Pacific Electric employee and railfan Walter Abbenseth had grown sentimental about the old wooden interurban car and purchased 00199 from the PE. Management and peers were confused by Walters’s enthusiasm, asking him to reconsider the foolish purchase.

One day several months ago a large truck-and trailer appeared at Travel Town in Griffith Park, Los Angeles, with a big interurban car on its back. The car was obviously quite old, and it’s paint was shabby, its windows and doors boarded up, one of the pilots was missing along with one of the curved pieces of corner-post glass, and some unusual machinery  seemed to be weighing one end of the car down. The car was quickly unloaded from the big trailer onto a short section standard gauge track, the rails of which had been laid only a short time previously by hard working members of the Electric Railroaders’ Association. The big car found a new home.

On the sides of the car were hastily painted out letters which spelled ‘Pacific Electric’ as well as the numbers ‘00199’. The curious queried the knowing and soon learned that here stood old #1001, the only rail grinder the Pacific Electric Railway had ever owned and the last remaining example of a great species, the famed PE Tens. Walter Abbenseth, the new owner of the car and a Pacific Electric enthusiast, nearly turned handsprings at the sight of the big car sitting there in the park and immediately made plans for its renovation.” (Pacific Rail News)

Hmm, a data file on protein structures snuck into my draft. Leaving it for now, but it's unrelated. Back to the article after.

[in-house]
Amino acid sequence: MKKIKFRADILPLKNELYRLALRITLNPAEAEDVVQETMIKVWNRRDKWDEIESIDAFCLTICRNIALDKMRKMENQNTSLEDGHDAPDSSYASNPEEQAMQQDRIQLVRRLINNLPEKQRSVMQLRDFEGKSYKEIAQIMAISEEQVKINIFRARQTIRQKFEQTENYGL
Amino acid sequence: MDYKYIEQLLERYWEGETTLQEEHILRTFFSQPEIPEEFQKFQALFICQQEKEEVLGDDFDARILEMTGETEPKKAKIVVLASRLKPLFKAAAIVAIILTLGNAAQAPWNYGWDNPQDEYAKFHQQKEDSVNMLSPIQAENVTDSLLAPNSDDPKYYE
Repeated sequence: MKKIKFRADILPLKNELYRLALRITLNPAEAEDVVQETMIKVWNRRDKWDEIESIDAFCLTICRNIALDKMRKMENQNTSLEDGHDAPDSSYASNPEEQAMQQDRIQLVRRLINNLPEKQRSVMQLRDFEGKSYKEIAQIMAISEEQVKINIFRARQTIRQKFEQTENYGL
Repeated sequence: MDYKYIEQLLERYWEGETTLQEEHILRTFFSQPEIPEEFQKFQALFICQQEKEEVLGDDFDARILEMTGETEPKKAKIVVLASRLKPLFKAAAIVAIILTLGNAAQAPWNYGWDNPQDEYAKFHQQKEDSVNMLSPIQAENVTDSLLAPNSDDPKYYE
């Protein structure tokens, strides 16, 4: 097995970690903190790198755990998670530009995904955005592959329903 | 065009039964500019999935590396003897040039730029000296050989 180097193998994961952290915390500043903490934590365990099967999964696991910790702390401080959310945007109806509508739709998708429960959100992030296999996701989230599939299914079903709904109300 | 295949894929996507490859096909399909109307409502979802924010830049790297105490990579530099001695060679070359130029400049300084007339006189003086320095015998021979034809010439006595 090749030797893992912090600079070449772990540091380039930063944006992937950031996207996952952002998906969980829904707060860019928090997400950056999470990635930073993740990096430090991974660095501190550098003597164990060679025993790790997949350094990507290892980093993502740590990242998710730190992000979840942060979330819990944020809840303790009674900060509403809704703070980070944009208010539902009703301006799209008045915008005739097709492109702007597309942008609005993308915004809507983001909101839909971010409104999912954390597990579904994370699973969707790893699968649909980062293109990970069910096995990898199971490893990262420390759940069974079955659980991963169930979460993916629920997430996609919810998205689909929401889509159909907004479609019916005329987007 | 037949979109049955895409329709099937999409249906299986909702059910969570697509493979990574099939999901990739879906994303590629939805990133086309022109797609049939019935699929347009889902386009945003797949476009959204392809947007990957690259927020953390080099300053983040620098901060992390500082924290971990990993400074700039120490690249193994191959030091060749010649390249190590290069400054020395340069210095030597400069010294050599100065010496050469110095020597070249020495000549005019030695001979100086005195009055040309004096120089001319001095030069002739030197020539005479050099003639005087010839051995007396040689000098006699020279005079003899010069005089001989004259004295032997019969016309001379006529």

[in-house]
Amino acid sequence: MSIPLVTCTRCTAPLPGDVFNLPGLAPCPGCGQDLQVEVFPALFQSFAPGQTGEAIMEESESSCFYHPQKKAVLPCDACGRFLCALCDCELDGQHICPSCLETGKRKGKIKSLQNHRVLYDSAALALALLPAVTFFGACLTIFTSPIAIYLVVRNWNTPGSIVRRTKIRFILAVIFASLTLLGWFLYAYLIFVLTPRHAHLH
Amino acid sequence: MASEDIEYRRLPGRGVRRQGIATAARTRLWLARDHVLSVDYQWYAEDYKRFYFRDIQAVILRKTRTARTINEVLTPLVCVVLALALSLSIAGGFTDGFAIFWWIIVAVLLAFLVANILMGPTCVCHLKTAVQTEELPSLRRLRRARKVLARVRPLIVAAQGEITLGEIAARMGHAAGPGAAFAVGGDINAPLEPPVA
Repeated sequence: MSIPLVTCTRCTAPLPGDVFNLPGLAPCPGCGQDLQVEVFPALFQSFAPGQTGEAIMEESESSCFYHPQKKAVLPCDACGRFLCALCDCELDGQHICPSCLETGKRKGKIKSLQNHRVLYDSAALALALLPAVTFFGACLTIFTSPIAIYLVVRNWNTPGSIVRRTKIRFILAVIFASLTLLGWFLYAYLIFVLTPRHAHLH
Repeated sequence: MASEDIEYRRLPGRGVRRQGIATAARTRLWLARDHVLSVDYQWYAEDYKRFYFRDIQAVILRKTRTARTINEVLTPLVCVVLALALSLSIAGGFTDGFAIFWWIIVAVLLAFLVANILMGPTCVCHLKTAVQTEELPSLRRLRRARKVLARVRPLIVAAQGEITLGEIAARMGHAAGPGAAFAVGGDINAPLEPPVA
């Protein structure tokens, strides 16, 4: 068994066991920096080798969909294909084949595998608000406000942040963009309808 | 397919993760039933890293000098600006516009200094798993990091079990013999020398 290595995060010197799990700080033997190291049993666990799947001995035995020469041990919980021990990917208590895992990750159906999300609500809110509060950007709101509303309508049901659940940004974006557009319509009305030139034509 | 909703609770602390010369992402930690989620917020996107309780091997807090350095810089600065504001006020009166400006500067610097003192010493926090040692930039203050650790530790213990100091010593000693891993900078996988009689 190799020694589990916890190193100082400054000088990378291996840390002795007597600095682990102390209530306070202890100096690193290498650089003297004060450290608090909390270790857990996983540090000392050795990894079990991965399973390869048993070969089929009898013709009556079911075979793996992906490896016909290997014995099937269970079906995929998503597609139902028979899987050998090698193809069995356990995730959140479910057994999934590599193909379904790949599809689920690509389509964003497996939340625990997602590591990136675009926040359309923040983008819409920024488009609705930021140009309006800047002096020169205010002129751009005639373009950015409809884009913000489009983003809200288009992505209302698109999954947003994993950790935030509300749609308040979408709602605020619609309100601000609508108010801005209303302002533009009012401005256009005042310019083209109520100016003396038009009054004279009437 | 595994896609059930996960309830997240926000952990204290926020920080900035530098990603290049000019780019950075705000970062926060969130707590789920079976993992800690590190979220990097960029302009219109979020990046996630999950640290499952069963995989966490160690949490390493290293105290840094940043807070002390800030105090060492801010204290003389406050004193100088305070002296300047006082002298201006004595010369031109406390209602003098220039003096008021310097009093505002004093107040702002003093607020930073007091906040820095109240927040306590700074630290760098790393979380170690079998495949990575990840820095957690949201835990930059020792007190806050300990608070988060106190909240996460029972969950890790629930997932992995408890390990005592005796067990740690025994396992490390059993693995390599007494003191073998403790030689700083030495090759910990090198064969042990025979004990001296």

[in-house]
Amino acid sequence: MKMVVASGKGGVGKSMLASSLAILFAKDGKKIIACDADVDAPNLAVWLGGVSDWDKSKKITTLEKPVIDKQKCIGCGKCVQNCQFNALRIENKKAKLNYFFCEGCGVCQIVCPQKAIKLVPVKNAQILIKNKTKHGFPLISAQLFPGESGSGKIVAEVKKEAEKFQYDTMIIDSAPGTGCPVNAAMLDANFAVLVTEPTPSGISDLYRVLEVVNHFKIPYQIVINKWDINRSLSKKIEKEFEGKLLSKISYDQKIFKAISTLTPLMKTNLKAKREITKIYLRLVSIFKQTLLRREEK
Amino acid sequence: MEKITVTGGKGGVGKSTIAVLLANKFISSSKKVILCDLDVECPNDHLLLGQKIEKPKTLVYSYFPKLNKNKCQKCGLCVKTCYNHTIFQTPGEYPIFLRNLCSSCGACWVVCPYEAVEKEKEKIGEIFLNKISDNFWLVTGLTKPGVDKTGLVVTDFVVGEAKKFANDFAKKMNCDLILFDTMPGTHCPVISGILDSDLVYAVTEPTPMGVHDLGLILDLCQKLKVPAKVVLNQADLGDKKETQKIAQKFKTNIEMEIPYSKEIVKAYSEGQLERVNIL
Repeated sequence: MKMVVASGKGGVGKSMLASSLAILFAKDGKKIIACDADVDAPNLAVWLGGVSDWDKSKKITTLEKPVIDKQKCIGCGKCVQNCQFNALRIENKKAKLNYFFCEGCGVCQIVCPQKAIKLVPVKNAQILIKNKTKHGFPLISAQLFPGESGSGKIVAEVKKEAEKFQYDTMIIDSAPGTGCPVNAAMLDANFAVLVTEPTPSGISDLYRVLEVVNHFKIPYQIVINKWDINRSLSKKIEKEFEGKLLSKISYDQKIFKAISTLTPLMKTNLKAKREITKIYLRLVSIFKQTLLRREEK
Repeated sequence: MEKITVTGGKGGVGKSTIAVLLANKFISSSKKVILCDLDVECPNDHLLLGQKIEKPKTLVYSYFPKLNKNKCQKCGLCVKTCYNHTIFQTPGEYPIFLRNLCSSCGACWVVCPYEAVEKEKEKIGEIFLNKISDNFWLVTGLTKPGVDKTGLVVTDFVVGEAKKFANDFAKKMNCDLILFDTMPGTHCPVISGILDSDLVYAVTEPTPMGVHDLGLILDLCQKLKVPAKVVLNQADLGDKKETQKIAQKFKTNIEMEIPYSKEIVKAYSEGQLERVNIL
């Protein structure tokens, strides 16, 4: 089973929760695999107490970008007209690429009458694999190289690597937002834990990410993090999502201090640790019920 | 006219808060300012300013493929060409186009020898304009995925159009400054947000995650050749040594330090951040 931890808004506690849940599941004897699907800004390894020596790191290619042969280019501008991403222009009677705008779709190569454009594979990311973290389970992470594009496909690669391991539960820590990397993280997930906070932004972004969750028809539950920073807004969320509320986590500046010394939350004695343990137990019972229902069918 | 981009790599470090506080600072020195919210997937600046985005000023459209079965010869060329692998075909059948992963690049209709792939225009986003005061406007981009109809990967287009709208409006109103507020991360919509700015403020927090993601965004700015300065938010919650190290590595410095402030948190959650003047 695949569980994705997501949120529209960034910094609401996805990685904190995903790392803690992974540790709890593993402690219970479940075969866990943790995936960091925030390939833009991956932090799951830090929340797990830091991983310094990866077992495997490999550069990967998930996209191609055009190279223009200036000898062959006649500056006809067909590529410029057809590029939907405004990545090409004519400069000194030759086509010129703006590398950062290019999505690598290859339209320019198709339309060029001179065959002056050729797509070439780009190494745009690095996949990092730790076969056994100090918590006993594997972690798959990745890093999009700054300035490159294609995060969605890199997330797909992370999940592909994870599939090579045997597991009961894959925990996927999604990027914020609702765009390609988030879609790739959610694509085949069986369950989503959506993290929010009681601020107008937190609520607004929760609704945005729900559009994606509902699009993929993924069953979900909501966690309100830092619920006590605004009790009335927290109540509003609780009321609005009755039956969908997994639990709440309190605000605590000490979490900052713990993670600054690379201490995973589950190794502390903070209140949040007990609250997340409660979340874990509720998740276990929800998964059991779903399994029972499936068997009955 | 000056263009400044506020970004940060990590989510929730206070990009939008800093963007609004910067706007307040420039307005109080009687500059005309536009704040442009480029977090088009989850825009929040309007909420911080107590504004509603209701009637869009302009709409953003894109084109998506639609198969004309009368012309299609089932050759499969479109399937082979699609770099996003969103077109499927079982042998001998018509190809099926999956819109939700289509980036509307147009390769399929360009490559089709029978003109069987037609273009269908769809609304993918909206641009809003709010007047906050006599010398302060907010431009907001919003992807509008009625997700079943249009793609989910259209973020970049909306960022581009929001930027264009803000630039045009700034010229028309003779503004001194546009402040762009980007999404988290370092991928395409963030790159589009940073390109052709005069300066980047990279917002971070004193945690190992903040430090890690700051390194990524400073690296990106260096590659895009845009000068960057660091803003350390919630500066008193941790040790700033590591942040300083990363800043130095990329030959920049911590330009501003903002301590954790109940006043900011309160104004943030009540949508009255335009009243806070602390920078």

PE 00199 at Travel Town January 13, 1954. Photographer Ray Ballash. SCRM collection.

Walter began working on the car almost immediately and quickly returned the car to its original appearance as passenger car 1001. During the 1950’s several groups and individuals began collecting streetcars and displaying them at Travel Town. Construction of Interstate 5 planned to cut through the Travel Town exhibit and the streetcars needed to be relocated. One group, the Orange Empire Traction Company, moved their collection to Perris, CA in 1958. Other car owners, including Walter Abbenseth, also moved their cars to Perris. Walter subsequently bought five more PE cars for the museum; 314, 626, 637, 716, and 717. Work continued on 1001 at the Orange Empire Trolley Museum and 1001 was operated for the first time in 1973. Today, 1001 is still in need of restoration and operates for special events.


Walter Abbenseth and 1001.
Photographer John Smatlak.

Pacific Electric 1001 Media Gallery